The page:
Friday, March 09, 2007

The Unitary Executive & The Justice Department Eight

Could there be any clearer indication that the public rejects the "unitary executive" than the behavior of the Bush Administration in the brouhaha over the fired federal prosecutors? The "Justice Department Eight" did not enjoy civil service protection and engaged in a quintessentially executive function: Deciding whom to prosecute and then prosecuting. The unitary executive theory holds that because the Constitution vests the entire Executive power in "a President," all persons exercising executive power must be answerable to the President. Although the Supreme Court rejected the strong form of this argument in the 1988 independent counsel case, Morrison v. Olson, the Bush administration has continued to champion it, in signing statements and more broadly. Given that the AG undoubtedly had the technical legal authority to dismiss the Justice Department Eight, why didn't he just say something like "these are fine attorneys but the President, through me, wanted to take the department's priorities in a different direction, with different people?" Why, instead, did AG Gonzales feel the need to insinuate that the Justice Department Eight had performed deficiently?

The answer, pretty clearly, is that the public would have found the unitary Executive answer quite unappealing. We expect prosecutors to exercise independent, professional judgment, rather than to pursue a political agenda. We certainly don't want them pursuing a partisan agenda.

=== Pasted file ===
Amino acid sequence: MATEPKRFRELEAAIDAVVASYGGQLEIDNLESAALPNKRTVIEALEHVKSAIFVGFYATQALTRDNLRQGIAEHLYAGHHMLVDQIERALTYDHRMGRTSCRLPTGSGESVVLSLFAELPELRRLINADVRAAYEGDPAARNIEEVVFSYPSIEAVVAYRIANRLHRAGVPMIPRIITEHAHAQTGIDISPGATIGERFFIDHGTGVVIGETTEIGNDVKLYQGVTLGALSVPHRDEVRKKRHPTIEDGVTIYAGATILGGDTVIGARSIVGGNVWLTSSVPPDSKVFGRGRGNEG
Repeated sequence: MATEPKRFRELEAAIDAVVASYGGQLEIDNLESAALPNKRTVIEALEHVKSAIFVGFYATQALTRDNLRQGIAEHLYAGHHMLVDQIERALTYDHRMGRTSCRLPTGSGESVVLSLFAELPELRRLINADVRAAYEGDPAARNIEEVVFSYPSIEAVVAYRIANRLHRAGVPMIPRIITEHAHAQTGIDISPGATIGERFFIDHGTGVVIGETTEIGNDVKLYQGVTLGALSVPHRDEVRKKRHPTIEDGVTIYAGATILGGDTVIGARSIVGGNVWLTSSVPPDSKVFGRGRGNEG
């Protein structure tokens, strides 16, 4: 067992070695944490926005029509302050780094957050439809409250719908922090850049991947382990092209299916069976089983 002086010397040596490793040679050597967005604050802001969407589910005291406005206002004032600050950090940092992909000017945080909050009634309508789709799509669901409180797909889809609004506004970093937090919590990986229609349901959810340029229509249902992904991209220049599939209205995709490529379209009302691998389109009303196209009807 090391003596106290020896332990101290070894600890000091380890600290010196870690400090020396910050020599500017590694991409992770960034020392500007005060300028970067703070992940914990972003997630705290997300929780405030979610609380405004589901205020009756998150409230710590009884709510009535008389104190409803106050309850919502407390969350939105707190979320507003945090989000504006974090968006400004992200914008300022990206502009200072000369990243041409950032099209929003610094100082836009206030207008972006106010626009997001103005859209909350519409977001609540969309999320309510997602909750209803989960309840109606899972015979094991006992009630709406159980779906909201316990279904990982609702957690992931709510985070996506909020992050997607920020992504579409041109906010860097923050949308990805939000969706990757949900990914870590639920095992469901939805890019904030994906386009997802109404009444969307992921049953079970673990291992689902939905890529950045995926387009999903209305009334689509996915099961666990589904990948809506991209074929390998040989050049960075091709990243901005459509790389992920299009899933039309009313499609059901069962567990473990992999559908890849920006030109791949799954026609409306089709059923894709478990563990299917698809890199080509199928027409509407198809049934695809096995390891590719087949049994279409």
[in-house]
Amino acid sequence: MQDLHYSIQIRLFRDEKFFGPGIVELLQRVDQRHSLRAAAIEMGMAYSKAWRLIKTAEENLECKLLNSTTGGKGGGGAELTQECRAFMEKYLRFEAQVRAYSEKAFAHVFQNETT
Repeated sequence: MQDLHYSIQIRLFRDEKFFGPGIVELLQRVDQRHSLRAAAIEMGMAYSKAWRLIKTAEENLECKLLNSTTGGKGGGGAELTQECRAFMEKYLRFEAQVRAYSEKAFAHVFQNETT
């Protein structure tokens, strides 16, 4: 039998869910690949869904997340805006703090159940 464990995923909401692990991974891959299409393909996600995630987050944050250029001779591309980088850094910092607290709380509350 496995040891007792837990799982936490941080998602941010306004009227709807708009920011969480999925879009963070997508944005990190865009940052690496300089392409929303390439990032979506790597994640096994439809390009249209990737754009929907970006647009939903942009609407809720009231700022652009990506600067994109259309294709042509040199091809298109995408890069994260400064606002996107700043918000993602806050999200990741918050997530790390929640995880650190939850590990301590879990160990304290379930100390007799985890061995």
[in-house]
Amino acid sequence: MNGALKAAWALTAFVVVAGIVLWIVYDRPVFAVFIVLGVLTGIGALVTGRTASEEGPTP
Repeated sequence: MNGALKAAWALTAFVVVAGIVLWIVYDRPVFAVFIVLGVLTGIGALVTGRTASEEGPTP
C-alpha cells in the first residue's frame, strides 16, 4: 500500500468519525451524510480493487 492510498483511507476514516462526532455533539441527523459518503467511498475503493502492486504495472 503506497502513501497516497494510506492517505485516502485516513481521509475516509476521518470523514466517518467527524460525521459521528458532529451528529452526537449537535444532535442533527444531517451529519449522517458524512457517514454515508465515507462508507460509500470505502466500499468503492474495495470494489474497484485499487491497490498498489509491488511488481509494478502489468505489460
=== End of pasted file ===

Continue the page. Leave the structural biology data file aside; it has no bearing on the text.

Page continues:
Thus one hopes (or at least I hope) that this latest episode comes to be regarded as the pendular reaction to the left's too-eager embrace of Justice Scalia's solo dissent in Morrison. He wrote there, in condemnation of the Independent Counsel Act:

An independent counsel is selected, and the scope of his or her authority prescribed, by a panel of judges. What if they are politically partisan, as judges have been known to be, and select a prosecutor antagonistic to the administration, or even to the particular individual who has been selected for this special treatment? There is no remedy for that, not even a political one. Judges, after all, have life tenure, and appointing a surefire enthusiastic prosecutor could hardly be considered an impeachable offense. So if there is anything wrong with the selection, there is effectively no one to blame. The independent counsel thus selected proceeds to assemble a staff. As I observed earlier, in the nature of things this has to be done by finding lawyers who are willing to lay aside their current careers for an indeterminate amount of time, to take on a job that has no prospect of permanence and little prospect for promotion. One thing is certain, however: it involves investigating and perhaps prosecuting a particular individual. Can one imagine a less equitable manner of fulfilling the executive responsibility to investigate and prosecute?